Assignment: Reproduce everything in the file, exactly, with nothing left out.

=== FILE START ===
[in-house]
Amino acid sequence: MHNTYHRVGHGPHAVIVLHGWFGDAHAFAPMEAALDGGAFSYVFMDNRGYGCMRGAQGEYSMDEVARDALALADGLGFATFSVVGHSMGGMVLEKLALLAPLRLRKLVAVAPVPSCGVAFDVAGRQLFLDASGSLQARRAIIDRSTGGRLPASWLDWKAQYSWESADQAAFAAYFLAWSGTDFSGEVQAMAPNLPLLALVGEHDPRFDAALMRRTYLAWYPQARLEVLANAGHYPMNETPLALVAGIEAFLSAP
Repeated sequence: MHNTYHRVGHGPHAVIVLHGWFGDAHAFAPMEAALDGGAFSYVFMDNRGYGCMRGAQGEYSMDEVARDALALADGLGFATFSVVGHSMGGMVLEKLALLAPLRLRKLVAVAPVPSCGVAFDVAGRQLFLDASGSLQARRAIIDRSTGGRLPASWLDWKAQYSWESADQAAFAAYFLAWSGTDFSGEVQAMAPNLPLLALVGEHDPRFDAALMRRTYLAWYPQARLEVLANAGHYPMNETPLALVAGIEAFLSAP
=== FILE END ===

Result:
[in-house]
Amino acid sequence: MHNTYHRVGHGPHAVIVLHGWFGDAHAFAPMEAALDGGAFSYVFMDNRGYGCMRGAQGEYSMDEVARDALALADGLGFATFSVVGHSMGGMVLEKLALLAPLRLRKLVAVAPVPSCGVAFDVAGRQLFLDASGSLQARRAIIDRSTGGRLPASWLDWKAQYSWESADQAAFAAYFLAWSGTDFSGEVQAMAPNLPLLALVGEHDPRFDAALMRRTYLAWYPQARLEVLANAGHYPMNETPLALVAGIEAFLSAP
Repeated sequence: MHNTYHRVGHGPHAVIVLHGWFGDAHAFAPMEAALDGGAFSYVFMDNRGYGCMRGAQGEYSMDEVARDALALADGLGFATFSVVGHSMGGMVLEKLALLAPLRLRKLVAVAPVPSCGVAFDVAGRQLFLDASGSLQARRAIIDRSTGGRLPASWLDWKAQYSWESADQAAFAAYFLAWSGTDFSGEVQAMAPNLPLLALVGEHDPRFDAALMRRTYLAWYPQARLEVLANAGHYPMNETPLALVAGIEAFLSAP